Monday, August 11, 2014

Bill Dresher, first State Geologist of Arizona

We learned late today that Dr. William H. Dresher passed away on August 9.   Bill was named the Dean of the College of Mines and Director of the Arizona Bureau of Mines at the University of Arizona in 1971, and became the first person to hold the title of  “State Geologist." He served as Director and State Geologist until 1981.

In 1977, the Bureau became the Bureau of Geology and Mineral Technology, comprising the geological survey and a mineral technology branch. The Survey was moved out of the University in 1988 to become the Arizona Geological Survey.

Services are scheduled for Thursday, August 14 at 11am with a reception to follow, at Casas Adobes Congregational United Church of Christ, 6801 N. Oracle Rd, Tucson. 520-297-1181.

A short bio is posted on the Camp Miller 2011 Reunion page:

William H. Dresher was born in Philadelphia, Pennsylvania, graduated from Northeast High School and earned a B.S. degree in Chemical Engineering from Drexel University in 1953. He received his Ph.D. in Metallurgy from the University of Utah in 1956. After graduation, he worked for Union Carbide Corporation where, as Assistant Director of Research, he supervised research and development on the extraction and purification of uranium, vanadium, tungsten, molybdenum, and asbestos.

In 1971, he became the Dean of the College of Mines at the University of Arizona, where he increased the College's enrollment and research income, established a degree program in Mineral Economics, and successfully lobbied the Arizona State Legislature for the establishment of a formal state geological survey.

In 1981, He became President of the International Copper Research Association, Inc. (INCRA), supervising product development and providing the leadership that made INCRA an effective organization to promote and defend the use of copper worldwide. In 1989, he became Vice President of Technology of the International Copper Association, Ltd. (ICA). In 1995, he retired from ICA to establish his present consulting practice.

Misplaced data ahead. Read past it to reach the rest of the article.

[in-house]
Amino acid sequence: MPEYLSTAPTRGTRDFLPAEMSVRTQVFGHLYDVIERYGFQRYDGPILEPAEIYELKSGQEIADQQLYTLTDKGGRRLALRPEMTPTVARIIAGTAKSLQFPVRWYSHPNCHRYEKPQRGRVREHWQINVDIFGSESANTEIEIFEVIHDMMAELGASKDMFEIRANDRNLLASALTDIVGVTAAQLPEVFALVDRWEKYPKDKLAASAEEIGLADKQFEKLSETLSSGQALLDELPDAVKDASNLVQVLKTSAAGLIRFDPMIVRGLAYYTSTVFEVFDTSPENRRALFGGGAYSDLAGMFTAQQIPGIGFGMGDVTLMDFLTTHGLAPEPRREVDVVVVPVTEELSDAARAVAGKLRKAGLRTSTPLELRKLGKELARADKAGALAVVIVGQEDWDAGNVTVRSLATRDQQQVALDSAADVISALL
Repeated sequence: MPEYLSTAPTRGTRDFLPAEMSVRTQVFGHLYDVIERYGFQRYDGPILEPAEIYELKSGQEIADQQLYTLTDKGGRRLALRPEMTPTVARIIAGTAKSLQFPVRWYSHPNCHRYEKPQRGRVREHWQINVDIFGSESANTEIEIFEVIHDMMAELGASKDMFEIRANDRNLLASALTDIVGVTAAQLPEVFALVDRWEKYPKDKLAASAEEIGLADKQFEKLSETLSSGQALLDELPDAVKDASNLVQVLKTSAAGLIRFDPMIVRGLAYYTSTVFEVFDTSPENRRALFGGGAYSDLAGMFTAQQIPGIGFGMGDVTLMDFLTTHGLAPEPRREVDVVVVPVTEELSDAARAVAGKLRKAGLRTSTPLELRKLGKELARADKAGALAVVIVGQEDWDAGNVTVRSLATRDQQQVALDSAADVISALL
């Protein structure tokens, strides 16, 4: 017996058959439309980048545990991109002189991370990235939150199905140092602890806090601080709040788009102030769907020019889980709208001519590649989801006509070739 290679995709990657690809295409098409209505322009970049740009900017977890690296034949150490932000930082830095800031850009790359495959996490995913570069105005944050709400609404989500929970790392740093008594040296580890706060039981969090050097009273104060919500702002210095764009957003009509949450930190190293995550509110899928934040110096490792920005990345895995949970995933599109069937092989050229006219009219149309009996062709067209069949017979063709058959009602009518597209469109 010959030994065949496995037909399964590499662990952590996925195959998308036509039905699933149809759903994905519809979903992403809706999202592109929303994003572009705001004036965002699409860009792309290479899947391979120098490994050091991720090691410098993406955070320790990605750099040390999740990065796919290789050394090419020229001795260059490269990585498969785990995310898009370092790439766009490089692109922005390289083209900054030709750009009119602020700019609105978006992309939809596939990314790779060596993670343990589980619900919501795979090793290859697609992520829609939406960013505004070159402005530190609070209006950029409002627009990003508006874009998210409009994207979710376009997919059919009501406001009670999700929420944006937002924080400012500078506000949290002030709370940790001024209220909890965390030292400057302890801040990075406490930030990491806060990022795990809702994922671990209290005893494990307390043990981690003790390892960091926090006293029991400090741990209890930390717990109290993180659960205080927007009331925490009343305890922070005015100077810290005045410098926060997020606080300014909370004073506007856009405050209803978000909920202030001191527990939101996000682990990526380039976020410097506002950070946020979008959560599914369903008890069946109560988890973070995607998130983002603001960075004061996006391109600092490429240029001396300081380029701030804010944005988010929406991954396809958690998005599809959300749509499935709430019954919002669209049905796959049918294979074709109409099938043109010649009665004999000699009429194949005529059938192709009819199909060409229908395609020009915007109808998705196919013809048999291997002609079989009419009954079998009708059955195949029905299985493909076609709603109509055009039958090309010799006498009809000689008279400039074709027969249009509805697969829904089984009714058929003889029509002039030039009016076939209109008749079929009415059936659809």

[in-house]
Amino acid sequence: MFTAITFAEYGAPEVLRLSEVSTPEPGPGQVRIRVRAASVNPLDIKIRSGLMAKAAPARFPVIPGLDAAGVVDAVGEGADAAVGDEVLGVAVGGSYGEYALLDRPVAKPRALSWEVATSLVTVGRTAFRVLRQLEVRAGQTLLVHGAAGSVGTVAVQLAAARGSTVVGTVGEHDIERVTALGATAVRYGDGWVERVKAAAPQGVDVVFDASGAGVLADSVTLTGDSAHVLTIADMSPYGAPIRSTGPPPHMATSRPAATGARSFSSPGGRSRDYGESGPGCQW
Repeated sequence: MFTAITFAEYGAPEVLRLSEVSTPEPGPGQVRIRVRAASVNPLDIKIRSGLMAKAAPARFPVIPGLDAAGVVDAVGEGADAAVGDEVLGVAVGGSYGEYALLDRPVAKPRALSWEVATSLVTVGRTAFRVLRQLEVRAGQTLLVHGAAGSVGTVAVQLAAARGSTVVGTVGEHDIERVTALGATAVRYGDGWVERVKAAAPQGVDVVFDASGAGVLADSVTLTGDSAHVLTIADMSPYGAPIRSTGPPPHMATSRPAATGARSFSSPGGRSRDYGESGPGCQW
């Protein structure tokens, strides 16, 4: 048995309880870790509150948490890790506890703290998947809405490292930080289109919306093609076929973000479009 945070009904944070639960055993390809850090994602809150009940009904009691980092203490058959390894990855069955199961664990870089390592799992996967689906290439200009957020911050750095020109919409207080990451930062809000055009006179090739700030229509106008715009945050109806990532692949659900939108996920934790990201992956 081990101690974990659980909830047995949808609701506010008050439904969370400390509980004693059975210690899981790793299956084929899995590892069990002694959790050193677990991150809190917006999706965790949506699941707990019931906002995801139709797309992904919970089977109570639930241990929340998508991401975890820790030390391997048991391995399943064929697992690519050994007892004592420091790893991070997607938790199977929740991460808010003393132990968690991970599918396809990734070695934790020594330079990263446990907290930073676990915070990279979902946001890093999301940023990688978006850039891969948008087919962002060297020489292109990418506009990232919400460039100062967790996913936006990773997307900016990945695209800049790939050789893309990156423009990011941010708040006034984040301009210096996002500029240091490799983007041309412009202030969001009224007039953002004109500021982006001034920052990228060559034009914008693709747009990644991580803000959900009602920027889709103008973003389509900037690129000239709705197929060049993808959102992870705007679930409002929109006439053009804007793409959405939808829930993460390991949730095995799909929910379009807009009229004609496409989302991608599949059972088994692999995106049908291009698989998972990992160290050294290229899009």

He has represented minerals technology in the National Research Council and was a member of Ronald Reagan's transition team in the field of minerals policy. He is a past president of the Mining and Metallurgical Society of America, a past member of the Board of Directors of the Minerals, Metals, and Materials Society (TMS), and a Distinguished Member of the Society of Mining, Metallurgy, and Exploration (SME). He has been a member of the Mining Foundation of the Southwest since 1971, where he serves on the Board of Directors, and in 1999, served as Chairman of the Hall of Fame Committee. He is currently the chairman of the SciEnTeK-12 Foundation – an organization that encourages young people to enter careers in science and engineering.

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